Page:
Kenya is a multilingual country with over 42 different indigenous languages. In addition, foreign languages are used by minorities in major towns and in some learning institutions. The most dominant foreign language is English which is an official language alongside Kiswahili.
Foreign languages – especially English – enjoy the highest positive attitudes in regard to their acquisition and use. To many Kenyans, the perception is that a knowledge of English is a true sign of having good school education.
Kiswahili, the national language, enjoys widespread acceptance and use. It’s an inter-ethnic language of communication and generally it is used as a lingua franca. It is the most common language in Kenyan towns and market centres.
The lowest group of languages in the preference scale is indigenous languages that majority of Kenyans acquire and know well. They are used in homes, in open-air markets across the country, in worship services and to some extent in pre-primary and primary schools as co-languages of teaching.
But perceptions might gradually shift with the inclusion of these indigenous languages in Kenya’s new curriculum. The country’s language-in-education policy states that indigenous languages should be used to teach children from grade one up to three. This policy has been in existence from 1976. But the lack of enforcement means that discussions about the importance of the use of indigenous languages in schools is still hotly debated.
Kenyan language scholars have for decades advocated and written about the role mother tongues should play in the country. The challenge has been that those who champion this approach don’t control public resources. The result is that nothing ever gets done about it.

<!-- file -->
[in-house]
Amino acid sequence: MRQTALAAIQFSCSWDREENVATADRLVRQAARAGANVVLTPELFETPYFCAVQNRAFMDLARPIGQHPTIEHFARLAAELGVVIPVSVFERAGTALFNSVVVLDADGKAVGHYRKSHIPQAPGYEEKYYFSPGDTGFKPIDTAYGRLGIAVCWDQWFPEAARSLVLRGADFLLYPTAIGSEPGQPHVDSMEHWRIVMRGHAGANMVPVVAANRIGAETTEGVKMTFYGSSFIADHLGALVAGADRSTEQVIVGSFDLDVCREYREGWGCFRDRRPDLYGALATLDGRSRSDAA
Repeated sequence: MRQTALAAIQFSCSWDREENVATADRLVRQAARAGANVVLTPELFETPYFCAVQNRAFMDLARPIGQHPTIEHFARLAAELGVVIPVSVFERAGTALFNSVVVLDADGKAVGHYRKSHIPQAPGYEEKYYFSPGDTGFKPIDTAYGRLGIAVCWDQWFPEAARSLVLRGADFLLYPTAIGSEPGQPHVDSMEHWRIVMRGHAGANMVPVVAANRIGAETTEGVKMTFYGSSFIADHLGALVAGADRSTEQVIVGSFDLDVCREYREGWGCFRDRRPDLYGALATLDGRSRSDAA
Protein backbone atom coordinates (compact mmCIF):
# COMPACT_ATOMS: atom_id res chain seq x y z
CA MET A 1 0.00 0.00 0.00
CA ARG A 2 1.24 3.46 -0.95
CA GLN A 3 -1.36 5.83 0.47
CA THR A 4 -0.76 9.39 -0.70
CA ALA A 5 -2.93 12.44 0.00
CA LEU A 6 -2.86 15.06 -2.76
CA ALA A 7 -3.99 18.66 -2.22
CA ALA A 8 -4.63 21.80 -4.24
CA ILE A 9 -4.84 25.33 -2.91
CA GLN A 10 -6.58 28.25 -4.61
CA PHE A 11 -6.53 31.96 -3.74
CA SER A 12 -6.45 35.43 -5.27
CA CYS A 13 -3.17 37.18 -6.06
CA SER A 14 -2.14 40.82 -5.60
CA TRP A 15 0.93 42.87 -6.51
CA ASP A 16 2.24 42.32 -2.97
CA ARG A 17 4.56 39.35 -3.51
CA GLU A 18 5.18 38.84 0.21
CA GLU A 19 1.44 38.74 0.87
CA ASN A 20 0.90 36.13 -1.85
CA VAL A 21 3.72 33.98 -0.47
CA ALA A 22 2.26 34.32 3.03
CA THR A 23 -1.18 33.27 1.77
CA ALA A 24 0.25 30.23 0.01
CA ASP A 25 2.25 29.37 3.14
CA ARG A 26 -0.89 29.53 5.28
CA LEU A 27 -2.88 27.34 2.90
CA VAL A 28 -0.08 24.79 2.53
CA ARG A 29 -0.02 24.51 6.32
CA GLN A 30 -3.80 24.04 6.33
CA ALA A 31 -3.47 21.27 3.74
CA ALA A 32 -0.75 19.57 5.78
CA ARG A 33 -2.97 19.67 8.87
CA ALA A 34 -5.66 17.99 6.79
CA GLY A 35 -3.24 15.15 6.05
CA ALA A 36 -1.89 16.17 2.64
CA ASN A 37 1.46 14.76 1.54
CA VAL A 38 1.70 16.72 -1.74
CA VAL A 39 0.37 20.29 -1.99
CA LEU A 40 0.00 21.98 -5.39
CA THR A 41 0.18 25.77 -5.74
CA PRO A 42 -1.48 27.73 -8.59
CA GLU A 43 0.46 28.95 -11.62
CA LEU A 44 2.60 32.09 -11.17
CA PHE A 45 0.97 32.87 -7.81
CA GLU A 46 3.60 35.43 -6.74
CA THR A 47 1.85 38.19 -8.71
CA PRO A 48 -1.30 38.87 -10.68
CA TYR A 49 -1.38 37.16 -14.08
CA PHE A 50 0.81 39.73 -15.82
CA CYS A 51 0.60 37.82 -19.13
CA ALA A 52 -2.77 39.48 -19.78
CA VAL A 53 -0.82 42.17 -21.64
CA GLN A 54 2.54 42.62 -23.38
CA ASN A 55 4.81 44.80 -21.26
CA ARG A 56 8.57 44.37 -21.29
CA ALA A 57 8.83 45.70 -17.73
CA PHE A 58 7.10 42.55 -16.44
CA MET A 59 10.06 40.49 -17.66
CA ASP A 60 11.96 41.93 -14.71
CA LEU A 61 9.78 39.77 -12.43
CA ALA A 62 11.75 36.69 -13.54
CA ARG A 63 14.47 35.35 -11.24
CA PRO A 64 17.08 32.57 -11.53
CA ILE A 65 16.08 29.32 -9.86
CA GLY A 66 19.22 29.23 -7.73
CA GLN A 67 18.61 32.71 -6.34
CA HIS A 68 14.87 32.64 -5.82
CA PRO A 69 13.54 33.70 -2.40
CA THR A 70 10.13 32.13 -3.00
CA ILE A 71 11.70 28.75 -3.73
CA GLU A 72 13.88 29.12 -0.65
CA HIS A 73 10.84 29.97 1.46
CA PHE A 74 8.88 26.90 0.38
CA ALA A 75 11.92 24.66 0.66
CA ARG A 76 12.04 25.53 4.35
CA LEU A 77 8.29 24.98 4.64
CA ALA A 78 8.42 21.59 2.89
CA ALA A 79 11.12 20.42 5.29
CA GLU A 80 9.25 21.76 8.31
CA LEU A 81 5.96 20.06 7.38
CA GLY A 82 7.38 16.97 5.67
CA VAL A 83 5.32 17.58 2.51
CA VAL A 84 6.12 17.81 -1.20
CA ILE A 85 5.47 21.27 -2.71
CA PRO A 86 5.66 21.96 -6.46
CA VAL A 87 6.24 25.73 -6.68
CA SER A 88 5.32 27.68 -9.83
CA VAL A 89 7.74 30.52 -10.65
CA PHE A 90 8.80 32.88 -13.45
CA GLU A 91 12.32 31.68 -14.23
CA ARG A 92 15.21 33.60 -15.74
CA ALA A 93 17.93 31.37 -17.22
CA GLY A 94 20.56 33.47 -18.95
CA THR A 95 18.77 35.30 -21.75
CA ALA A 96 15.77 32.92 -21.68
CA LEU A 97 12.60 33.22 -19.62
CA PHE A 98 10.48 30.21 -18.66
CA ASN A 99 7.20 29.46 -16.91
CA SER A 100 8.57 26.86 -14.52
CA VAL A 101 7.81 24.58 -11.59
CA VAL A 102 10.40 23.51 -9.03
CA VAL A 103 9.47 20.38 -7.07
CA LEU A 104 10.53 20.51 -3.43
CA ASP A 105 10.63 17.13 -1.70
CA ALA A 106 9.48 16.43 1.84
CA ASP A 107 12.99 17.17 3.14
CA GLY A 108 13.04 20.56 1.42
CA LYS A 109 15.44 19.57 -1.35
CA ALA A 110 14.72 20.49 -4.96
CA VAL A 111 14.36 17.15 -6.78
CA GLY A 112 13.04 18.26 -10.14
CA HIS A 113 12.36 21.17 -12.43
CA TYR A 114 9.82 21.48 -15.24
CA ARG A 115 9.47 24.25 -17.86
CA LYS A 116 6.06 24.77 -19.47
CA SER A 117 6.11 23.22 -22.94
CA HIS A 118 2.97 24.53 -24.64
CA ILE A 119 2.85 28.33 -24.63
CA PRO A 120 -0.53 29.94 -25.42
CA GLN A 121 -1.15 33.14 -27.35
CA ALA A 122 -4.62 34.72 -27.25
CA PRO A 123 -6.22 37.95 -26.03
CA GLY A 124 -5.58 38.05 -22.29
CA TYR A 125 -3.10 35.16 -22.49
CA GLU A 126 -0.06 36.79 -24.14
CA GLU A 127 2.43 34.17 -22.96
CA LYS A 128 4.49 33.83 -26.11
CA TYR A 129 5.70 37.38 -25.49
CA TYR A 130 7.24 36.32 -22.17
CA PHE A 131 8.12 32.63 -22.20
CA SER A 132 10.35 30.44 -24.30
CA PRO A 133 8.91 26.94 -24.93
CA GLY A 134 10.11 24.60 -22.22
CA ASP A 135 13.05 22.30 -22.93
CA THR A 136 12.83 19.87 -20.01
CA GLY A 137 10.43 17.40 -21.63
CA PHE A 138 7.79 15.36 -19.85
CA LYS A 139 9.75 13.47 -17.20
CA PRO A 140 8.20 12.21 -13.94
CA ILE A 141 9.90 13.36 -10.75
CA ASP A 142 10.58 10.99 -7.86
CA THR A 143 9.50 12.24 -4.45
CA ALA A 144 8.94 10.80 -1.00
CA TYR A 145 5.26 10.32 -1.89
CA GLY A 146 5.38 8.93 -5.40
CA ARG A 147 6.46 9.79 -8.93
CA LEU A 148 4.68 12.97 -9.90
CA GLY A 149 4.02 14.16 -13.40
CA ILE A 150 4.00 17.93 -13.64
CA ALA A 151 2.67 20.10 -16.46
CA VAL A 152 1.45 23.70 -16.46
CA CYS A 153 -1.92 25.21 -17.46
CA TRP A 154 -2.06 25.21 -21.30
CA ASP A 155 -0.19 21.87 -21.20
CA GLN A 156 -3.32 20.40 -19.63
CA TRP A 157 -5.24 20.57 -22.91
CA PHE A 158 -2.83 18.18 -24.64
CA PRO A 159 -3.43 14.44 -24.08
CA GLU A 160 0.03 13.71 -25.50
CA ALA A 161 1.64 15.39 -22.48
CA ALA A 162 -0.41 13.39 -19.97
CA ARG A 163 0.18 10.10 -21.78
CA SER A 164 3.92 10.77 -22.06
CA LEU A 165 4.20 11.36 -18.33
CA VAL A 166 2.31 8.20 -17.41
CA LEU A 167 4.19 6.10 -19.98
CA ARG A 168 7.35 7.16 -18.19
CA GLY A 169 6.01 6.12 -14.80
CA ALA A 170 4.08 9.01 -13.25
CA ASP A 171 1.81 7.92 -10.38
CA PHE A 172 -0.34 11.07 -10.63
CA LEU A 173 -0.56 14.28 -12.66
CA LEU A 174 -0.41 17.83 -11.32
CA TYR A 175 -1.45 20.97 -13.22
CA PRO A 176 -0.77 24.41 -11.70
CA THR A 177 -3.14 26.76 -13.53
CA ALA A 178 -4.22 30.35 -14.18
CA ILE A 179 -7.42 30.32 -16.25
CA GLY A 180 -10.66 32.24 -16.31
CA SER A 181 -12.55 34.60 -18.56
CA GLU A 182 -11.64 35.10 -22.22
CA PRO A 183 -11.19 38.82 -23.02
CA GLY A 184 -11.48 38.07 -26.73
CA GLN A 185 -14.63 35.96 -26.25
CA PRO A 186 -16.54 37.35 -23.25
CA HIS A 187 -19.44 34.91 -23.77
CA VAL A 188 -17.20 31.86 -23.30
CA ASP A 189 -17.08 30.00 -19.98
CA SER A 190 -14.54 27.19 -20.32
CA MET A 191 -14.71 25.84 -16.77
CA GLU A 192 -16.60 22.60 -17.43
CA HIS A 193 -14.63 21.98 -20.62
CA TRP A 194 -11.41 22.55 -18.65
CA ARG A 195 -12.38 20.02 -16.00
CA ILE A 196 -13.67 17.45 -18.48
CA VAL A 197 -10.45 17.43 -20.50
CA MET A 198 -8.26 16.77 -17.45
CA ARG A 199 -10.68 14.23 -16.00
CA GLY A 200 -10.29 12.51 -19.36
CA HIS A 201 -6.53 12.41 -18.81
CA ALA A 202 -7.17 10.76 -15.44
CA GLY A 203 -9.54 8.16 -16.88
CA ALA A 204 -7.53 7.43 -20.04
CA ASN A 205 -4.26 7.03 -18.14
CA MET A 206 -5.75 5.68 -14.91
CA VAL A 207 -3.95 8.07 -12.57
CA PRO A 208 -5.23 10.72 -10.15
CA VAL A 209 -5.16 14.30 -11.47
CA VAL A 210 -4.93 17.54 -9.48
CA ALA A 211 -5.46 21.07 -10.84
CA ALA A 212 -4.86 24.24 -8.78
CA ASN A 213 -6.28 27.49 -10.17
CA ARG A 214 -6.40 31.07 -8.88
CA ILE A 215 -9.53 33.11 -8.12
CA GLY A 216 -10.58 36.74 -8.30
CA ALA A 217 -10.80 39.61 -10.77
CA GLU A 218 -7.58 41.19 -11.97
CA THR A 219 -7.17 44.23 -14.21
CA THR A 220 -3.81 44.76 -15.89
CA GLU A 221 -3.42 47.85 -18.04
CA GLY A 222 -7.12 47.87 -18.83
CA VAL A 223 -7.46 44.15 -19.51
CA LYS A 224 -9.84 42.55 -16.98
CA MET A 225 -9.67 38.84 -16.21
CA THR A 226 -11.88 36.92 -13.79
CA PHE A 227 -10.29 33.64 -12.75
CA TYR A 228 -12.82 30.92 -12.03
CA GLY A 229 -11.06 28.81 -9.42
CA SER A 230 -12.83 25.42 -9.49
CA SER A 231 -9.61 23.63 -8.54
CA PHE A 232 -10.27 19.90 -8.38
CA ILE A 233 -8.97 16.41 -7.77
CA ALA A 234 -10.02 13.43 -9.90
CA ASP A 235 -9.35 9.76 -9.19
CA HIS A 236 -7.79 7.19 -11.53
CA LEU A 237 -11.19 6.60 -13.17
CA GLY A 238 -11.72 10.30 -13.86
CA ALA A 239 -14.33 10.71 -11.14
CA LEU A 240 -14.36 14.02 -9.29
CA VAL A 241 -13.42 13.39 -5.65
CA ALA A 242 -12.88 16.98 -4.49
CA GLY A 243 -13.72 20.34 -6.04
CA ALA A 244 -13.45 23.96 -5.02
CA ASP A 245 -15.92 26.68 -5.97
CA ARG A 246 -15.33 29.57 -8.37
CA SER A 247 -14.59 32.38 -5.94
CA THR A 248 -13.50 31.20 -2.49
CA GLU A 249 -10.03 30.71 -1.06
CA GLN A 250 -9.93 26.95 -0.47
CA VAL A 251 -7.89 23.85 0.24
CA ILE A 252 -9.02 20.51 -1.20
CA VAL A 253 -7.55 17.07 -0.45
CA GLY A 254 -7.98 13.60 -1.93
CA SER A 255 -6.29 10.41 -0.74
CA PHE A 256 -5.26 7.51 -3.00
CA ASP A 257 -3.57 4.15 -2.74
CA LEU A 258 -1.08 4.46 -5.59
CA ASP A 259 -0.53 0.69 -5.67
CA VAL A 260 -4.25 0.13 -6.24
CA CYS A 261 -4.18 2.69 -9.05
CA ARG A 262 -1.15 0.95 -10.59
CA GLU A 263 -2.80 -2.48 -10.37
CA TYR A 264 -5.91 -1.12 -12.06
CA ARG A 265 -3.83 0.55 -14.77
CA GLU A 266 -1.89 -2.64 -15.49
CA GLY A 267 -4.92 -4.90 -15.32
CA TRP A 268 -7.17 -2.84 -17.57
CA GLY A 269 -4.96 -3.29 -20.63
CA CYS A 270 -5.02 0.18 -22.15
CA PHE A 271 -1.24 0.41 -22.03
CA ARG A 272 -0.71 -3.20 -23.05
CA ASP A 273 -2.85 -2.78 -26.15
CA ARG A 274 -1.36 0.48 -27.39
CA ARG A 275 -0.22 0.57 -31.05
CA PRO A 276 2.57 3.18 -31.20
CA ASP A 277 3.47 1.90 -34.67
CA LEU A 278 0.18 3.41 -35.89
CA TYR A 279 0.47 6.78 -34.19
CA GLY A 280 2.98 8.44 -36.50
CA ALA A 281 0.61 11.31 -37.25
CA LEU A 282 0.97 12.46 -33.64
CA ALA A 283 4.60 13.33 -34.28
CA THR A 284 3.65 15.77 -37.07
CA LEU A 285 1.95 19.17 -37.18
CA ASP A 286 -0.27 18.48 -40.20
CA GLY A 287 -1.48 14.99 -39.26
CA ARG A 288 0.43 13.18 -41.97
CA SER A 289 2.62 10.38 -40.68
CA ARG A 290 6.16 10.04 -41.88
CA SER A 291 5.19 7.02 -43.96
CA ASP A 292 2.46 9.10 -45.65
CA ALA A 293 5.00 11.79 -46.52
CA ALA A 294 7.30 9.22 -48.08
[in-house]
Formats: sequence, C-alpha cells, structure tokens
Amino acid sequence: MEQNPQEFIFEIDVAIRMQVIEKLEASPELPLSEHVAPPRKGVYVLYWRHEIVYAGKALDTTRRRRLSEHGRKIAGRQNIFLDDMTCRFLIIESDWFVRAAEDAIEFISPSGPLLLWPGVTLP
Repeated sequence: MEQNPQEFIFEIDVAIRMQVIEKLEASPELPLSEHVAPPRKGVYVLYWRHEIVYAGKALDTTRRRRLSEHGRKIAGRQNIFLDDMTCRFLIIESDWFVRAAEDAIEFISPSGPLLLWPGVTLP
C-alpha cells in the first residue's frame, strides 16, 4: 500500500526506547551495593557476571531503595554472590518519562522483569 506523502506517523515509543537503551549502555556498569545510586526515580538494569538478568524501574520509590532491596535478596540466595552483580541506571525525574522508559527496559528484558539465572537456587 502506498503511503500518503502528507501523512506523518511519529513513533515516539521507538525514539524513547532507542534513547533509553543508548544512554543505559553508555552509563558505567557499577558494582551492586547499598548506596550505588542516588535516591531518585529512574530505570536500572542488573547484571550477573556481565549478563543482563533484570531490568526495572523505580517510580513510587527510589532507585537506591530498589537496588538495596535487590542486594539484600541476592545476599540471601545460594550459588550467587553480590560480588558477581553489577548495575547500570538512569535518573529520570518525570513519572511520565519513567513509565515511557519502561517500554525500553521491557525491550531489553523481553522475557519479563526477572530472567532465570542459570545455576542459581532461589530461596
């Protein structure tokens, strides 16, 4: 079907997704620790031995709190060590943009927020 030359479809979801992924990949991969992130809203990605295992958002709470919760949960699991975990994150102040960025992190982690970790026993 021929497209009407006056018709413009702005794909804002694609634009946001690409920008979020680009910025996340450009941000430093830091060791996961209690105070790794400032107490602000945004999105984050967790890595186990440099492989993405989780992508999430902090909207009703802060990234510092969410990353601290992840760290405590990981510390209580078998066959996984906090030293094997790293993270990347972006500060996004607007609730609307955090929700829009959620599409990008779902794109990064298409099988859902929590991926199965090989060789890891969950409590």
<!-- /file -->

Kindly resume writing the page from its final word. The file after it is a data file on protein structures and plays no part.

But that might be about to change with the launch of the competence based curriculum already under implementation in grades one up to three. The new school system places emphasis on developing learner abilities rather than preparing learners to pass national examinations as has been the case. It is an approach that puts the learner at the centre of learning activities and in which mother tongues are likely to assume fresh significance.
The importance of the rebirth of the use of indigenous languages in schools in Kenya cannot be overemphasised. It could have a profound effect on children’s educational outcomes, as well as much broader beneficial effects on the Kenyan society.
The case for mother tongue
Research shows overwhelmingly that mother tongues are the most ideal tools for early child education. In a variety of countries, such as South Africa, Ethiopia, Papua New Guinea, studies indicate that the mother tongue medium is the best for early school education. This is particularly true in sub-Saharan Africa where research has shown that early education based on a child’s mother tongue gives them a head start in their literacy and language learning.
A study conducted in Ethiopia recently, for instance, indicates that pupils who transition to English medium of instruction in grade five perform better in mathematics. The findings corroborate findings in South Africa.